of view, we have a re-investment ratio well in excess of 100 percent.
And that is the philosophy which will keep the business going.
Q: Would you consider your increasing subscriber base as a pointer to
the robustness of the Lankan economy? Would you consider it an indice of
A: Yes, there is a cyclical relationship between development and
telecommunication penetration. Obviously, GDP growth and GDP growth rate
influences telecom penetration.
Likewise, there is a reverse impact where telecom penetration adds to
GDP. This has been seen in many countries in the region.
It is called the socio-economic dividend in corporate activity. Take
the example of a self-employed trader, or a craftsman or an electrician.
Due to the fact that he or she is contactable, he/she will get more
business, will be more productive, will have higher income, educate
their children etc. So there is a reverse cycle as well.
But overall what is undisputable is that mobile phone use in
particularly undeveloped areas of the country is contributing a very
significant social dividend, in terms of socio-economic development. The
fact that today there are four million mobile phones is also an
indication that the economy is robust; that at the lower ranges of the
market, consumers are commercially active.
There is certainly no consumer depression. The consumer is active,
forward-thinking and progressive.
So I think more businesses need to address that energy, structure
their production and services so that they are affordable, reachable,
and when a consumer latches on to new technology - productive technology
- that has a ripple effect up the economy.
A multiplier effect. So the consumer becomes active, places demands
on service providers, service providers develop more, they give back
more and the cycle develops.
Q: Would you consider the State as providing the necessary business
environment for the flourishing of enterprises such as yours?
A: No enterprise could flourish without a fundamentally strong
environment provided by the State and a fertile environment provided by
You could see that from the Dialog story which in 10 years has become
the largest market capitaliser on the Stock Exchange. Obviously, the
State fundamentals have been good.
The support from the Telecom Regulatory Commission, the support from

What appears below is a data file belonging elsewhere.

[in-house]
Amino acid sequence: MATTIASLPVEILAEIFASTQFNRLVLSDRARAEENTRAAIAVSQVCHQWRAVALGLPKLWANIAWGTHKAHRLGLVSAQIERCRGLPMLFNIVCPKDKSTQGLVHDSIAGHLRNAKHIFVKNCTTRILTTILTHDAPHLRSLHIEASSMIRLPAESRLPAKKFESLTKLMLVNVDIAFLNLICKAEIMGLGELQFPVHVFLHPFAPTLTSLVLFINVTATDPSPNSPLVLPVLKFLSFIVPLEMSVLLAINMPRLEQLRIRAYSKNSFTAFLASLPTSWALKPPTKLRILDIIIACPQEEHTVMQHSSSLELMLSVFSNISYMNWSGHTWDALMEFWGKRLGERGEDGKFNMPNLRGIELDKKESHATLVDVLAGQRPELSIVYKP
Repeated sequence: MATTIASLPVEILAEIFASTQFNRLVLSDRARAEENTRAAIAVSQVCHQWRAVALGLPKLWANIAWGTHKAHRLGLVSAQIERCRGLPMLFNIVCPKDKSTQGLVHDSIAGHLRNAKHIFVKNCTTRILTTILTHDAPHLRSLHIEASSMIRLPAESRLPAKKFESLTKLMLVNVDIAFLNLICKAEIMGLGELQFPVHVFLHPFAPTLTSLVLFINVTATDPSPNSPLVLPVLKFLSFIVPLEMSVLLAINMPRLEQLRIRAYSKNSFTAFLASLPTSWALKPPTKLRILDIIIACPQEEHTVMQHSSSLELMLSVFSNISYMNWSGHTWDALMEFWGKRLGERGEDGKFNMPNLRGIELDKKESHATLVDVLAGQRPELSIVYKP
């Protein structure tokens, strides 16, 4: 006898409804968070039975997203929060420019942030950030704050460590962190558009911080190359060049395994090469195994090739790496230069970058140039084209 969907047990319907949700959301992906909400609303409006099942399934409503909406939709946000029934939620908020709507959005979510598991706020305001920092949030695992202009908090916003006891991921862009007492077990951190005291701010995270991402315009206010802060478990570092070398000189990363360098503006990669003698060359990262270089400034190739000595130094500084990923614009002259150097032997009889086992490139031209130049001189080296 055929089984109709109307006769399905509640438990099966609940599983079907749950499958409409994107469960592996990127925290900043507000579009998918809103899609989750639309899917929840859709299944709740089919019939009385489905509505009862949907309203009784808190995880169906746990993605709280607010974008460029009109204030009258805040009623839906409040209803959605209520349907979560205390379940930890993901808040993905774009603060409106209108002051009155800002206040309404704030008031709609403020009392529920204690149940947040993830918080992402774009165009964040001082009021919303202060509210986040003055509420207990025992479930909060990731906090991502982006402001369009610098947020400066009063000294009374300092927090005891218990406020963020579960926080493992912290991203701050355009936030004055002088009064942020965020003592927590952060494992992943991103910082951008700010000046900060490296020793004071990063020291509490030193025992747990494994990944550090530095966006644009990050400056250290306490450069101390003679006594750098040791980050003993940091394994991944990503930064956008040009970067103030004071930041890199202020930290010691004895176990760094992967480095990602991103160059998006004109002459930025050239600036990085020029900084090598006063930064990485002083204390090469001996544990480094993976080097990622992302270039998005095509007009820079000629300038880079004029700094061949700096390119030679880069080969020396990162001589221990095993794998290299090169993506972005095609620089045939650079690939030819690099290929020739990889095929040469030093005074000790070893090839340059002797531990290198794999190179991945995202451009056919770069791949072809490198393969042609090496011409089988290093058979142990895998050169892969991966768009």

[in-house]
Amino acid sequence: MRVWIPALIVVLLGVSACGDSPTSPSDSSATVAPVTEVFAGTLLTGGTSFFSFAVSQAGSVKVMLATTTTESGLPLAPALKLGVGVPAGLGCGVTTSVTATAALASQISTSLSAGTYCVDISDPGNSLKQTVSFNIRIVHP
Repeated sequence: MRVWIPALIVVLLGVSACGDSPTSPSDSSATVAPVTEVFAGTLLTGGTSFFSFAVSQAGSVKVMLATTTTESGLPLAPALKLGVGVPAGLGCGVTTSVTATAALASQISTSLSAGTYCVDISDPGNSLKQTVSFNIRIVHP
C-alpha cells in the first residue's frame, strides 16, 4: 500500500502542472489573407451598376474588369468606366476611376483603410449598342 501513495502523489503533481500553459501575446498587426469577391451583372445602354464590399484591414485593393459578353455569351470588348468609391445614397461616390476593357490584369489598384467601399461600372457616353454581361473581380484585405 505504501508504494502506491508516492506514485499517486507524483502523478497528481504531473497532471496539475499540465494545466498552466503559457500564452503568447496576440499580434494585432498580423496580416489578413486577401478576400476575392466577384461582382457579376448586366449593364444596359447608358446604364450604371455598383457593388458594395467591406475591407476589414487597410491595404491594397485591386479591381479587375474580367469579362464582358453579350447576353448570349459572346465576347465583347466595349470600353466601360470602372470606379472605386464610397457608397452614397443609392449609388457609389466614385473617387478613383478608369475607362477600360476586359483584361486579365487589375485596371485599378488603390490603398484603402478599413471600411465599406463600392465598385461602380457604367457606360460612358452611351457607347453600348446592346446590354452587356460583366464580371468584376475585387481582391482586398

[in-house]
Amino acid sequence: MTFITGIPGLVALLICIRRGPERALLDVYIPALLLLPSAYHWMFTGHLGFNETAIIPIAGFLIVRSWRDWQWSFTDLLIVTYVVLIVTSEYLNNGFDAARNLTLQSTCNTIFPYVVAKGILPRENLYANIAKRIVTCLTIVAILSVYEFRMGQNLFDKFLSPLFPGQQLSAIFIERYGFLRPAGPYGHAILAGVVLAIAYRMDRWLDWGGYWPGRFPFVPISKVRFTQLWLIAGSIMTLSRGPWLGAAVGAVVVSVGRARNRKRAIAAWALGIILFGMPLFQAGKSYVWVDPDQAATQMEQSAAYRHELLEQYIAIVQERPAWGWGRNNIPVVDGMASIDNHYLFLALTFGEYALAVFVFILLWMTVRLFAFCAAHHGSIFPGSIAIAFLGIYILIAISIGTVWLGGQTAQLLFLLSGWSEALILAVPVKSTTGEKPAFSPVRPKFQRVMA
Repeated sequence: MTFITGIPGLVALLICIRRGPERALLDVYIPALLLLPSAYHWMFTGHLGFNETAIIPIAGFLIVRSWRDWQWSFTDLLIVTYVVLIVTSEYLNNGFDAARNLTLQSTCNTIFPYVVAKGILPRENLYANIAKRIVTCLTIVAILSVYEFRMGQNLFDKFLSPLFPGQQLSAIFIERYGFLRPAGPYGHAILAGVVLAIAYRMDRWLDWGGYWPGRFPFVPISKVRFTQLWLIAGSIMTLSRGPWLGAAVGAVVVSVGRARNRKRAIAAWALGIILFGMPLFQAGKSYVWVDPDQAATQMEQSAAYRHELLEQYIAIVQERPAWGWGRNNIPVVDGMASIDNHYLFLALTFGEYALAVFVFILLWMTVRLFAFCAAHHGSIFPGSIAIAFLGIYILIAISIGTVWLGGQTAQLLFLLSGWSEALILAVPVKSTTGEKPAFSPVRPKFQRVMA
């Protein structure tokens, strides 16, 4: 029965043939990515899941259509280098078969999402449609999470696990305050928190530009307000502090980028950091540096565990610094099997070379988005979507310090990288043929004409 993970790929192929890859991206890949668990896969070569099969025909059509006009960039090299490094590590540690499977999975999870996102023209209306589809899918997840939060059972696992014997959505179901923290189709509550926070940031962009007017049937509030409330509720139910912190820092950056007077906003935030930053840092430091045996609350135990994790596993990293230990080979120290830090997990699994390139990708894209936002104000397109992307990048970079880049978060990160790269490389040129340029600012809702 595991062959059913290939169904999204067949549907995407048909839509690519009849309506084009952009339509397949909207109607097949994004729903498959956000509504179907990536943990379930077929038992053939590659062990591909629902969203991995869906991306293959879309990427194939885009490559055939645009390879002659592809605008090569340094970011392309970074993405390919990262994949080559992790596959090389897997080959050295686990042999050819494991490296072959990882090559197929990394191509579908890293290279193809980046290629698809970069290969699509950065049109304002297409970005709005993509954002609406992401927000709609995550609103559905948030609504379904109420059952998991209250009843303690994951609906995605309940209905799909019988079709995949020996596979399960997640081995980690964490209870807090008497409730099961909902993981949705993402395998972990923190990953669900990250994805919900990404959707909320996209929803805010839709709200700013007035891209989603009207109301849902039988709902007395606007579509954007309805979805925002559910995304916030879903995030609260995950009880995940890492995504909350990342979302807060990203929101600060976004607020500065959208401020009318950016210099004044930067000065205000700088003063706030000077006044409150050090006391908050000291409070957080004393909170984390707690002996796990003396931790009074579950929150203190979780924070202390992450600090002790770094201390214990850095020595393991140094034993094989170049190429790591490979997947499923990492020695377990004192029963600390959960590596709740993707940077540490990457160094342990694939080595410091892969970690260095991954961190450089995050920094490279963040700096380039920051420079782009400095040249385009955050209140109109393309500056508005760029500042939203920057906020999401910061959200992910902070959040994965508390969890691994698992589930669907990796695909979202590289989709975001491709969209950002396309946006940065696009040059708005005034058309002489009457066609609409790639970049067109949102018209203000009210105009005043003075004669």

the BoI, the support from the various regulatory authorities and the
Government in general has been good.
I can give a few examples of how our industry has been helped in
terms of new technology, so that Sri Lanka has been always ahead of
South Asia. That comes from forward-thinking telecom regulation.
In terms of international telecommunications, even international
roamings, where international settlements were involved.
Even the physical regulators have been forward-thinking. To give you
an example, international roaming was facilitated in Sri Lanka. We are
far ahead not due to technology reasons but due to the policies of the
Q: Doesn't the conflict in the North-East worry you?
A: Of course, we would be much happier if there is peace. But Dialog
has invested consistently throughout the worst period. We have stuck to
the paradigm that if you are in a country, specially as communication
provider, then you are part of the community; you should enjoy with the
people in good times and in bad times you must help them to get out of
This is one of the paradigms on which we went into the North-East,
three weeks after the ceasefire. We thought this was an opportunity to
build bridges, to go in and provide services to the community. And we
To answer your question, yes, it is much better if there is peace.
Peace is always good news for everyone, at the human level and the
business level, but these are minor fluctuations in the environment. The
fundamentals don't change, the consumer is the prime consideration, we
need to serve the consumer.